Megan’s Vesuvius tale wins writing prize

Pompeii

Megan King’s moving short story about the catastrophic eruption of Mount Vesuvius in AD79 has taken third place in the age 11 to 13 category of international ancient Rome writing competition the Golden Sponge-stick.

The annual competition, named after a ghastly artefact that might have been found in ancient Roman latrines, is organised by Burgess Hill School and promoted by Roman Mysteries author Caroline Lawrence.

12-year-old Megan’s research of Vesuvius and her knowledge of Roman daily life helped her finish so highly among over 200 other entrants, and her harrowing first-person account of the immediate aftermath of the volcano can be read in full on Caroline’s blog:

Just as the rim of the golden sun touched the edge of the horizon, a large black cloud emerged and hovered in the sky. It came from the mouth of the volcano. As the minutes passed it grew larger and deeper in colour. It covered almost all of the once orange morning sky.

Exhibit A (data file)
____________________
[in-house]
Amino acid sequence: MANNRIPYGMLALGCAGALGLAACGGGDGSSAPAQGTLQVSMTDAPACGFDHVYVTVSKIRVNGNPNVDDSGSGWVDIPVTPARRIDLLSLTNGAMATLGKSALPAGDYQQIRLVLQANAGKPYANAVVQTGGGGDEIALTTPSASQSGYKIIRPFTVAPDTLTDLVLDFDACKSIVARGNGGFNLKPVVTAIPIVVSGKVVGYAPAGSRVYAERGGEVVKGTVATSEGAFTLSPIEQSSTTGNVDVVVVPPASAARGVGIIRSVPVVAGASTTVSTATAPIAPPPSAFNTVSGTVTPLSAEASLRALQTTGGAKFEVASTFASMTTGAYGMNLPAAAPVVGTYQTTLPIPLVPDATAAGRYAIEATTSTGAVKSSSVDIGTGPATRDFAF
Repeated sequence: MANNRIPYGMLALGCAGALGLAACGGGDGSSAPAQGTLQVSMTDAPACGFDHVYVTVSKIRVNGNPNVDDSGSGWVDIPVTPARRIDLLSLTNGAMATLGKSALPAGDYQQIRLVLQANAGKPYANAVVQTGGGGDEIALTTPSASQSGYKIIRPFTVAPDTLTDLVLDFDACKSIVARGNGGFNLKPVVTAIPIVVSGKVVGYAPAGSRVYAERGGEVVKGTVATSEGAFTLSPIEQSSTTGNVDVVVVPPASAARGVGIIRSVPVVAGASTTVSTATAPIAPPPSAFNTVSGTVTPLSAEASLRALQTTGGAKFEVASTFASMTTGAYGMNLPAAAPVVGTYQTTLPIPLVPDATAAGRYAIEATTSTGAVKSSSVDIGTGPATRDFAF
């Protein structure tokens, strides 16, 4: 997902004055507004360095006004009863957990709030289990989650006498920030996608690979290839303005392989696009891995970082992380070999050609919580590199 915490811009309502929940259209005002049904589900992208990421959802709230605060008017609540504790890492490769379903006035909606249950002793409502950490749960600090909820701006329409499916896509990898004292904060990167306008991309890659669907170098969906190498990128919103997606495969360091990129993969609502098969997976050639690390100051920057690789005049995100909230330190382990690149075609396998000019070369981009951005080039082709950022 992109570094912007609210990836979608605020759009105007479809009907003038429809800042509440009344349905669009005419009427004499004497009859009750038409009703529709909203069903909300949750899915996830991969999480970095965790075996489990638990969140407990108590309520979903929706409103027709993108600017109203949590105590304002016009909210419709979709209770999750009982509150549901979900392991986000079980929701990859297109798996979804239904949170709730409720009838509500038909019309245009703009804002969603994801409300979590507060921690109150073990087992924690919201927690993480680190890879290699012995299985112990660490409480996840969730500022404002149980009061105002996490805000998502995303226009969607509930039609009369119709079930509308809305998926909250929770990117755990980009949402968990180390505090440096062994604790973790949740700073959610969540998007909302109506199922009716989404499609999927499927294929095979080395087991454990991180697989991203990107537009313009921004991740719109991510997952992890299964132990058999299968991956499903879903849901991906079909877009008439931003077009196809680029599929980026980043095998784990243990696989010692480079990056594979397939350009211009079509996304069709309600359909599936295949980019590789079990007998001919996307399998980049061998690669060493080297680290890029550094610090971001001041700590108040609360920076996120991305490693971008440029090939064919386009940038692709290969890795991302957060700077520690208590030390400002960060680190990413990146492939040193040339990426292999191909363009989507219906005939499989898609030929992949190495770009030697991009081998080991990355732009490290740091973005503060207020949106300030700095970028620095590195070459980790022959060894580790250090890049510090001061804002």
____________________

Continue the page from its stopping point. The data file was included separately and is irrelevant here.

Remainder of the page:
All of the town gathered in the streets and gazed up at the giant that hung above us. It looked like a layer of soot and ash had coated the sky. The whole population of Pompeii was dominated by fear and overcome with confusion.

I saw my sister, Marianda curled up on a large rock, I walked over to her and tried to reassure her but no matter what I said or what I did, I knew that she was old enough to understand that not every story has a fairy tale ending.

Megan received a hand-written note of congratulations from Caroline Lawrence and a book voucher for her third-place finish, while Caroline, who visited Stockport Grammar on World Book Day in 2011, also kindly provided a signed copy of The Sewer Demon from the Roman Mysteries Scrolls series for the school library.

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